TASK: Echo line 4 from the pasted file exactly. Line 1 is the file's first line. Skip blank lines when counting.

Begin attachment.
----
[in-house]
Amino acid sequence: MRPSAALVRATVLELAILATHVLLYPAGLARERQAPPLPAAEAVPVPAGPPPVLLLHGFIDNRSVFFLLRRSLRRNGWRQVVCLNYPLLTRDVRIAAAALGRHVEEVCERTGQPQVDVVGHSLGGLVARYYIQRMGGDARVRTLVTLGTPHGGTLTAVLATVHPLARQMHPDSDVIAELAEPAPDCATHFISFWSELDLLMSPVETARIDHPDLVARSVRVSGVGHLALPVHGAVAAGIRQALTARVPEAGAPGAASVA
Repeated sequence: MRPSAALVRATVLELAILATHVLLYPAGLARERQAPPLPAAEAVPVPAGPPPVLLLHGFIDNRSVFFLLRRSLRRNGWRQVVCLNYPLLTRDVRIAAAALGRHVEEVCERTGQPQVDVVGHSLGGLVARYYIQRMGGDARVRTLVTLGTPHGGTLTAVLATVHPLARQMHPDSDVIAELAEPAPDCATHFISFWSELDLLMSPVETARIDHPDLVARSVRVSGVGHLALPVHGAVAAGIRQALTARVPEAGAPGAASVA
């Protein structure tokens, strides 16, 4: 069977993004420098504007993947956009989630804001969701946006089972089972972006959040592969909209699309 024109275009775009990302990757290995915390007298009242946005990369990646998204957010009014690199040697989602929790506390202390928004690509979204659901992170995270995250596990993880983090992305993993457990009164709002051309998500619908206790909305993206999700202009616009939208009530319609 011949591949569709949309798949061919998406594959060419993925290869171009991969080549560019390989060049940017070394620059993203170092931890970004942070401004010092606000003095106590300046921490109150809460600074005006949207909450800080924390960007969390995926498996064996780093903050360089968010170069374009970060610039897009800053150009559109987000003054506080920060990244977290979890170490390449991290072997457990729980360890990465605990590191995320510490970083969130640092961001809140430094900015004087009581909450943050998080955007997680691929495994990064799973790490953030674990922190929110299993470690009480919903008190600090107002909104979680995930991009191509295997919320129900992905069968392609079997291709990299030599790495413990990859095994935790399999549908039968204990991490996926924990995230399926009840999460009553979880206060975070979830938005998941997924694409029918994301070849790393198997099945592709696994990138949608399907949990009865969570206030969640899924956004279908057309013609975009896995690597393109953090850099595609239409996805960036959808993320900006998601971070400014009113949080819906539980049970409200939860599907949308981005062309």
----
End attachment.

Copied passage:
């Protein structure tokens, strides 16, 4: 069977993004420098504007993947956009989630804001969701946006089972089972972006959040592969909209699309 024109275009775009990302990757290995915390007298009242946005990369990646998204957010009014690199040697989602929790506390202390928004690509979204659901992170995270995250596990993880983090992305993993457990009164709002051309998500619908206790909305993206999700202009616009939208009530319609 011949591949569709949309798949061919998406594959060419993925290869171009991969080549560019390989060049940017070394620059993203170092931890970004942070401004010092606000003095106590300046921490109150809460600074005006949207909450800080924390960007969390995926498996064996780093903050360089968010170069374009970060610039897009800053150009559109987000003054506080920060990244977290979890170490390449991290072997457990729980360890990465605990590191995320510490970083969130640092961001809140430094900015004087009581909450943050998080955007997680691929495994990064799973790490953030674990922190929110299993470690009480919903008190600090107002909104979680995930991009191509295997919320129900992905069968392609079997291709990299030599790495413990990859095994935790399999549908039968204990991490996926924990995230399926009840999460009553979880206060975070979830938005998941997924694409029918994301070849790393198997099945592709696994990138949608399907949990009865969570206030969640899924956004279908057309013609975009896995690597393109953090850099595609239409996805960036959808993320900006998601971070400014009113949080819906539980049970409200939860599907949308981005062309």